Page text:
Accompanying Rambo in this scene, on the stairs behind Lalee, is his sort-of girlfriend, Sonia, a blonde, possibly Russian escort who can make “seventy thousand a night”. Initially, Sonia and Rambo seem to be in command of their situations but it becomes increasingly clear that they – along with almost everybody else in their network, including Lalee – are caught up in the scheme of someone singularly powerful, who ultimately drives the story’s violent culmination.

Over 49 mostly short chapters there is a fair amount of shifting around, with other points of view coming into play, including those of Rambo, Sonia, Samsher, and Deepa, a social worker at the Sex Collective. At times the changing  narrative voice makes it hard to stay grounded in the world of the novel, and to hold fast to the necessary details and characters. I would have preferred to stay closer to Lalee and Tilu, rather than catching glimpses of others from the corner of my eye. But the Calcutta of this novel is endlessly busy and chaotic, a densely populated space where everyone’s lives interconnect, and so the narrative is perhaps necessarily distracted, looking out constantly to the various margins and the periphery of the world in which the story takes place.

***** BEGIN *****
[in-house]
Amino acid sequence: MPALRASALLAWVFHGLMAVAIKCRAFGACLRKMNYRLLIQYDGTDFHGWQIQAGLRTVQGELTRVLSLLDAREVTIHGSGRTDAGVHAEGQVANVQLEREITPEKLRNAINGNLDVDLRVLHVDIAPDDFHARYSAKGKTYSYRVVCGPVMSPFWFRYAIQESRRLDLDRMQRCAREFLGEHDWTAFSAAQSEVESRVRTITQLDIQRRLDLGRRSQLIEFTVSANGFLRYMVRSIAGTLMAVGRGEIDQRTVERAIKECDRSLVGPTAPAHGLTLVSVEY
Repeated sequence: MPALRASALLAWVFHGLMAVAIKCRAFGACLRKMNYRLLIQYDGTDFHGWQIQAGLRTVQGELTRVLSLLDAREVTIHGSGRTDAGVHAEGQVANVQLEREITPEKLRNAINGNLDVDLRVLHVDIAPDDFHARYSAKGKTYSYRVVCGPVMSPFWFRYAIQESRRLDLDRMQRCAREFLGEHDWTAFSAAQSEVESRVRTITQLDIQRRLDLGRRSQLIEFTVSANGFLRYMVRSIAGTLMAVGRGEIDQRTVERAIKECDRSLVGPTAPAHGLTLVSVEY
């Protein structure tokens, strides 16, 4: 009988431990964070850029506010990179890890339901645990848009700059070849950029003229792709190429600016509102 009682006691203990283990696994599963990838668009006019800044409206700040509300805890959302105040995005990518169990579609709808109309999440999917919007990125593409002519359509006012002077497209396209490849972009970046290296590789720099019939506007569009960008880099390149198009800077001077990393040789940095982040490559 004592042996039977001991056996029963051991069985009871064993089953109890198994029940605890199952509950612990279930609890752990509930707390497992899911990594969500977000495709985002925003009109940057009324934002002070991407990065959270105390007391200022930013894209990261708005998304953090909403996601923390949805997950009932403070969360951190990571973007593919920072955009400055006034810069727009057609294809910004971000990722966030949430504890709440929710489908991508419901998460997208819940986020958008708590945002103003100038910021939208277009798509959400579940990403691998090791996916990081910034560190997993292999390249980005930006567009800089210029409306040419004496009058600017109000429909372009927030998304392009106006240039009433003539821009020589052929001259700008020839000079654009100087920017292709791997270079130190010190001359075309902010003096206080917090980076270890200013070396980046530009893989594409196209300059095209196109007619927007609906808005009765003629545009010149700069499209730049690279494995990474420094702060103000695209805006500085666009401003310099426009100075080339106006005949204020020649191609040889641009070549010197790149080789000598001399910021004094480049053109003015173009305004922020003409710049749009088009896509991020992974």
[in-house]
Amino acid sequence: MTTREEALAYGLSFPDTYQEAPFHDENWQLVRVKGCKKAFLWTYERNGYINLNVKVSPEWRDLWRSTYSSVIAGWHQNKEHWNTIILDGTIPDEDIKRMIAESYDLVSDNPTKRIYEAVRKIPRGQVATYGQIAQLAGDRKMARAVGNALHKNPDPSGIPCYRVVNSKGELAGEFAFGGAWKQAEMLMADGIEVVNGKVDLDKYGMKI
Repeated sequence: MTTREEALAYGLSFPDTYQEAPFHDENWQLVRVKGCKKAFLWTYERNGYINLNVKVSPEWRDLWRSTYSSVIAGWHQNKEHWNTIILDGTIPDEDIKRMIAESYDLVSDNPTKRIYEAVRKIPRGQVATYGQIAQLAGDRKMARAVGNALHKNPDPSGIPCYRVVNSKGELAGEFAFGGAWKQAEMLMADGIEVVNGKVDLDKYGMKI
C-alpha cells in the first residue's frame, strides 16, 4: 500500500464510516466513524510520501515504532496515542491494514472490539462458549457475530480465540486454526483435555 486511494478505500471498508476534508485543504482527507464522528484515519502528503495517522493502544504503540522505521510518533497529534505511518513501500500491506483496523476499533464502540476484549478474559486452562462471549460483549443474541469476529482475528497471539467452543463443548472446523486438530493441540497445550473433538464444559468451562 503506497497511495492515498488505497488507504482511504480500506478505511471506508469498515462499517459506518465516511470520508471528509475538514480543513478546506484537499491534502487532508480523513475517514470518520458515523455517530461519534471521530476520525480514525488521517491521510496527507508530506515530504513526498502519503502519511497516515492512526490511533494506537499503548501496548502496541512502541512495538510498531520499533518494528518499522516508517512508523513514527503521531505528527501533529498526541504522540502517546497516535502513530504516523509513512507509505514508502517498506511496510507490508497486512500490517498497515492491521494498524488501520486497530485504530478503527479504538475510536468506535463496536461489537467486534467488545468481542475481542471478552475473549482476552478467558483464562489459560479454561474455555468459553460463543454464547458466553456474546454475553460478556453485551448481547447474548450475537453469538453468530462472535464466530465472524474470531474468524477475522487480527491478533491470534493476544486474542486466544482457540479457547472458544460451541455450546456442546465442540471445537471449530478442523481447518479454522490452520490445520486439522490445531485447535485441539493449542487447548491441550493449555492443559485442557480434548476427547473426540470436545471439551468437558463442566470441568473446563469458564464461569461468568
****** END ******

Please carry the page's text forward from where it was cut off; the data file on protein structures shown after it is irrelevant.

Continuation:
And it is this world, and Das’s rendering of it—clear, unsentimental, affectionate—that makes the novel a success. Much of the physical observation comes from Tilu. He romanticises past and present-day Calcutta, with its bangla liquor shacks, street food sellers, and kerosene lamp lighters, seeing “a softly melting rainbow” in the oily sheen of a frypan, and imagining that “one day he’d put all of this in words and it would all be redeemed, made magnificent and immortal in a way his soul knew it already was”. In contrast, Lalee turns inward to articulate why her place in it all matters.